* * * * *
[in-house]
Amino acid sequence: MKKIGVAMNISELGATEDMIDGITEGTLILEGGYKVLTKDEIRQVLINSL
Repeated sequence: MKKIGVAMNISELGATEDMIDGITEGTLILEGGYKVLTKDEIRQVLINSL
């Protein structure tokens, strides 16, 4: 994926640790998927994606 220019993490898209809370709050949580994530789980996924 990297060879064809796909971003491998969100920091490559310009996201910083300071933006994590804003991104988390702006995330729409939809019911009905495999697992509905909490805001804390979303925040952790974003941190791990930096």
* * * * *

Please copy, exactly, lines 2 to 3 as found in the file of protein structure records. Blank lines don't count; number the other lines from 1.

Amino acid sequence: MKKIGVAMNISELGATEDMIDGITEGTLILEGGYKVLTKDEIRQVLINSL
Repeated sequence: MKKIGVAMNISELGATEDMIDGITEGTLILEGGYKVLTKDEIRQVLINSL